We all know that 42 is the answer to life, the universe, and everything, thanks to The Hitchhiker’s Guide to the Galaxy. Now, we also know that it’s the sum of three cubes.
For decades, scientists have wondered whether each of the numbers from 0 to 100 could be represented as the sum of three cubes, where a cube is the same number multiplied together three times (two cubed equals eight). Forty-two was the last number without a proven solution – until now.
“It’s awesome,” MIT mathematician Andrew Sutherland told Gizmodo. “You’re searching and hope it’s there and just don’t know if the algorithm is going to find it. You wait and wait and just when you’re at the point of giving up, the number shows up. It’s very gratifying.”
Researchers Andrew Sutherland at MIT and Andrew Booker at the University of Bristol in the United Kingdom found the result using over a million hours of computing time on the Charity Engine, according to a press release. The Charity Engine is a computing platform that takes unused processing power from 500,000 home computers to produce a kind of world-wide supercomputer.
(-80538738812075974)^3 + 80435758145817515^3 + 12602123297335631^3 = 42
Mathematicians since Louis J. Mordell in the 1950s have been working toward solutions of the equation a3+b3+c3=n, where n is the number of interest (42 in this case) and a, b, and c are the solutions they’re hunting for. Scientists had found a, b, and, c for all numbers less than 100 except for proven exceptions that would have no solution, as well as 33 and 42.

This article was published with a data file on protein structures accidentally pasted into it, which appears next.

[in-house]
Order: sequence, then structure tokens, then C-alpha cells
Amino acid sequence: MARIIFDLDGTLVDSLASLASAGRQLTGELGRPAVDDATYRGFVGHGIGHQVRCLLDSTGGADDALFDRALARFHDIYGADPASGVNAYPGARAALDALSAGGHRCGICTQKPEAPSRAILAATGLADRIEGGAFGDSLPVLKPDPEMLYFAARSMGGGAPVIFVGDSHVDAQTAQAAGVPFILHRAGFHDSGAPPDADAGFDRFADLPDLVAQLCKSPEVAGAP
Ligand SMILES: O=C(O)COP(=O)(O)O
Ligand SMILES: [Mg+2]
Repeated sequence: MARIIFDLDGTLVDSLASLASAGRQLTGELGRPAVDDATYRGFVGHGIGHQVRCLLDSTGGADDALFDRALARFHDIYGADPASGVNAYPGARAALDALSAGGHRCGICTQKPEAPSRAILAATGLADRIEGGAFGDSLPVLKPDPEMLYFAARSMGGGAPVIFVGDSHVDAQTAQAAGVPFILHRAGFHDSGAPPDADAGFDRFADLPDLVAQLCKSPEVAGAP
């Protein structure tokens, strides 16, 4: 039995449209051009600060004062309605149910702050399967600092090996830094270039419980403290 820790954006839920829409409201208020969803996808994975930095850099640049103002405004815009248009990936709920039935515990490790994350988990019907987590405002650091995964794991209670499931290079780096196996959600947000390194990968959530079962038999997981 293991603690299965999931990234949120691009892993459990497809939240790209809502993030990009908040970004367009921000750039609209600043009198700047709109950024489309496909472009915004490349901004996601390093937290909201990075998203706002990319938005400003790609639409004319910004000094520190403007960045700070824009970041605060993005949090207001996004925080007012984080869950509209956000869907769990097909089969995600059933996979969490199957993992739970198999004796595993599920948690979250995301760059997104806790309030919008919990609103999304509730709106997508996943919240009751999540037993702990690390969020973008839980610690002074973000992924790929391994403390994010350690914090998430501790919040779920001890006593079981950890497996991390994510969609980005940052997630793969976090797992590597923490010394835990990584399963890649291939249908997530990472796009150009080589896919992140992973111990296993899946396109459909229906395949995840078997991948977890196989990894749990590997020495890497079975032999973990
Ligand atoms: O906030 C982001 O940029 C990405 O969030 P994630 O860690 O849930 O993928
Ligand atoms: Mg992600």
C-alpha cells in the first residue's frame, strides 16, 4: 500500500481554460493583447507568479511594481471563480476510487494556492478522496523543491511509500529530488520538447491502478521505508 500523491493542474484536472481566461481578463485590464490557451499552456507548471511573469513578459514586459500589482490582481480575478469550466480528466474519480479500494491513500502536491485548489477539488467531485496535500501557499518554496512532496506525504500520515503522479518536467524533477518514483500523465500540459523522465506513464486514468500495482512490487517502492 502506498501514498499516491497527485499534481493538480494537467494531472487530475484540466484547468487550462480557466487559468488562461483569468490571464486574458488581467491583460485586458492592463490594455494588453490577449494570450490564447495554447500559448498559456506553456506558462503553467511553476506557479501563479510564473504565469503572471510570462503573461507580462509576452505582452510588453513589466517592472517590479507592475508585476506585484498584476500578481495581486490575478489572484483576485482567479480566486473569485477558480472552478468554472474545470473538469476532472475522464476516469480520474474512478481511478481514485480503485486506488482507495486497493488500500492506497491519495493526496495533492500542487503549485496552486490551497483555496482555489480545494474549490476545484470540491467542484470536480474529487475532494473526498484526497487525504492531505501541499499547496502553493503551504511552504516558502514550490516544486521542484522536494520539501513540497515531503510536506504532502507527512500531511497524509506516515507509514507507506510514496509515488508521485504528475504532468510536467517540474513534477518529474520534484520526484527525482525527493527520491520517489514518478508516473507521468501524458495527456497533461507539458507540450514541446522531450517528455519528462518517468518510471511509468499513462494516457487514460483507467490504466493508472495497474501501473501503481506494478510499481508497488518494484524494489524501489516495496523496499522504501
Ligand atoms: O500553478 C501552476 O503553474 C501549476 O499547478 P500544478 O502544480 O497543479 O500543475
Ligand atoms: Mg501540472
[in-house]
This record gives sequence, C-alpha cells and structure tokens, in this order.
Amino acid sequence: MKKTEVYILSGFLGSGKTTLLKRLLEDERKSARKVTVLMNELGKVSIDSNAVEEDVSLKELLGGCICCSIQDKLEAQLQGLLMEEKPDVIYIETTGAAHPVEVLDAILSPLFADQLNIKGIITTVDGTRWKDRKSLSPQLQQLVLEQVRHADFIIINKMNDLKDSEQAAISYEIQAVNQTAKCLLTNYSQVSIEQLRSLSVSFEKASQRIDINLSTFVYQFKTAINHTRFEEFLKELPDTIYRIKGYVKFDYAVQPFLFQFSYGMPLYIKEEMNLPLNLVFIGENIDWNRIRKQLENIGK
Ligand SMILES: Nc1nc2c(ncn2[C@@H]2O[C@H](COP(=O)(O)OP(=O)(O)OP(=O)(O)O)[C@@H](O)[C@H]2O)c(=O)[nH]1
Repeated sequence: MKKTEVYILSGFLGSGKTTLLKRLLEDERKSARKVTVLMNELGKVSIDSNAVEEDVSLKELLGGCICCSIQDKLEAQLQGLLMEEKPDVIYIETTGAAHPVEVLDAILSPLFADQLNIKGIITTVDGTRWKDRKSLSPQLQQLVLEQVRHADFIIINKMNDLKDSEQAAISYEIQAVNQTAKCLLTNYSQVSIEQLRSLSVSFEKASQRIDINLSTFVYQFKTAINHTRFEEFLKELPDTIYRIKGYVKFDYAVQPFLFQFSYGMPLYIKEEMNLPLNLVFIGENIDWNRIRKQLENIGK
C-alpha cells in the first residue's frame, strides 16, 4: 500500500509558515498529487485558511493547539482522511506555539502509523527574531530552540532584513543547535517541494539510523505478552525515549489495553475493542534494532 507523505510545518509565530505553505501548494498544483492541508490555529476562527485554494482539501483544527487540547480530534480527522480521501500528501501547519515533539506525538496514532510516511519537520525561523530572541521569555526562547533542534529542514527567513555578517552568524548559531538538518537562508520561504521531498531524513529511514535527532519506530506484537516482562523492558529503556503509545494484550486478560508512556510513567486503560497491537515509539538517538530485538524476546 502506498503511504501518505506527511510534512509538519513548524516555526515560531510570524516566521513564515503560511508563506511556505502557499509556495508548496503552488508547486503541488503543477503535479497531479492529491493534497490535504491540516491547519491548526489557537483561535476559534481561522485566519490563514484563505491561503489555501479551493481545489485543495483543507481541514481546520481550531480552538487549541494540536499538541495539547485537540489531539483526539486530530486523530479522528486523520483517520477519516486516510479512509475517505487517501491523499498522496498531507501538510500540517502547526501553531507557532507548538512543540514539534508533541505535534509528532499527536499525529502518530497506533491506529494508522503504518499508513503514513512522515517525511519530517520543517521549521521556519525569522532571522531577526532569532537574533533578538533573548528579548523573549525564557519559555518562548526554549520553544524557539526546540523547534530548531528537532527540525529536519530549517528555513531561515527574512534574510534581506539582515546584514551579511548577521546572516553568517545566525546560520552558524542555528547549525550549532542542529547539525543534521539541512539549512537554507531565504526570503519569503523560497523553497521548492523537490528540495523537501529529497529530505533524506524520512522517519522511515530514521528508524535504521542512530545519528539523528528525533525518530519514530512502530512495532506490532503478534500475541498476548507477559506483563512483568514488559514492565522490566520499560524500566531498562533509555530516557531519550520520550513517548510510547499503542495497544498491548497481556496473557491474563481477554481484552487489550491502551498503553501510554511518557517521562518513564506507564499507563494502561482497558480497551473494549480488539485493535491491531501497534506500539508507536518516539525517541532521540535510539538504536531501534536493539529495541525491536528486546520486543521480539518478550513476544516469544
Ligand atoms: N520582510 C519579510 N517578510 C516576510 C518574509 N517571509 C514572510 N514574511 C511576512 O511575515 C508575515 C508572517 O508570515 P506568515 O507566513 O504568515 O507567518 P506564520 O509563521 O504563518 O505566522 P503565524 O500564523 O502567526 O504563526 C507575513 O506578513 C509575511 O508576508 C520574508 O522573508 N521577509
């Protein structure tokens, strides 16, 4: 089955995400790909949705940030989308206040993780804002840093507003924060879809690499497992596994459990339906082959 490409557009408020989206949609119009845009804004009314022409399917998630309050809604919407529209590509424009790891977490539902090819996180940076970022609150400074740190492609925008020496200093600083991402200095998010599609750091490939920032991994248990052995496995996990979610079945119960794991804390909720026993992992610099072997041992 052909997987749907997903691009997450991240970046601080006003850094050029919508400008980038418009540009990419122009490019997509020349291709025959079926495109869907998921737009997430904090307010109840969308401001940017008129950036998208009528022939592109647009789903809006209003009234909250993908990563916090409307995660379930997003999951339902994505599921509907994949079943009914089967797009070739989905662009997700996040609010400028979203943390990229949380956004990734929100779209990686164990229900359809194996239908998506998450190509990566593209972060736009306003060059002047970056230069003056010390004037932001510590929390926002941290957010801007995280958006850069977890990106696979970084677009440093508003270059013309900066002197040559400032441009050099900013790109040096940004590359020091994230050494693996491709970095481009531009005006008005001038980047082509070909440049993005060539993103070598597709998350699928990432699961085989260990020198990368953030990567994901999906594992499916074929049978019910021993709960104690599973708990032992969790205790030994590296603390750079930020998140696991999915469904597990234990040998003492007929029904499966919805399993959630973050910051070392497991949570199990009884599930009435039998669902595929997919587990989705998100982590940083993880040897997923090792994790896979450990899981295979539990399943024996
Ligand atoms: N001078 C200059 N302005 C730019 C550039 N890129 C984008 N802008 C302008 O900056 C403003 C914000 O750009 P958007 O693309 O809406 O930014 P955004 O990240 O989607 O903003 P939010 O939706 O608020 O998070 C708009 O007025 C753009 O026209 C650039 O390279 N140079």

Most of the exceptions come from a separate proof that all cubes are either multiples of nine or one integer away from a multiple of nine on the number line. That means that three cubes summed together could only result in numbers three or less units away from multiples of nine – you could never add three cubes up to a number four or five units away from a multiple of nine. But 33 and 42 were exceptions; both are three units away from multiples of nine, but neither had a proven solution. Mathematicians had figured that both numbers (and any numbers other than those explicitly forbidden) should have a solution, but there isn’t a proof explicitly saying so.
Motivated by a YouTube video on the topic, Booker produced an algorithm for finding a solution to these problems, and found a solution for n=33 earlier this year. Now he and Sutherland have found a solution to n=42 after months more effort.
“It’s like winning the lottery,” Sutherland said. “If you play long enough you’re guaranteed to win, but there’s no guarantee for how long it will take.”
There are now several numbers smaller than 1,000 without a sum of three cube solution, Sutherland explained, but he’s more interested in sums of three cubes that produce the number 3. Mathematicians have since proven that 1 and 2 have infinitely many solutions of a predictable pattern, but they’ve only found trivial, easy solutions for 3 (1 cubed + 1 cubed + 1 cubed = 3, for example). They’re still wondering when another, larger-number solution will turn up.
If this seems like mathematic frivolity, it’s not. These Diophantine equations, where you have to figure out several unknowns that combine into a known value, are used throughout computing in various algorithms. But what these researchers are really doing, finding points on elliptic curves, is a fundamental mathematical idea used in the cryptography that secures things like bitcoin.
But if you don’t care about any of that, just know that the answer to the life, the universe, and everything now has another properly absurd question to go along with it.
Featured photo: University of Bristol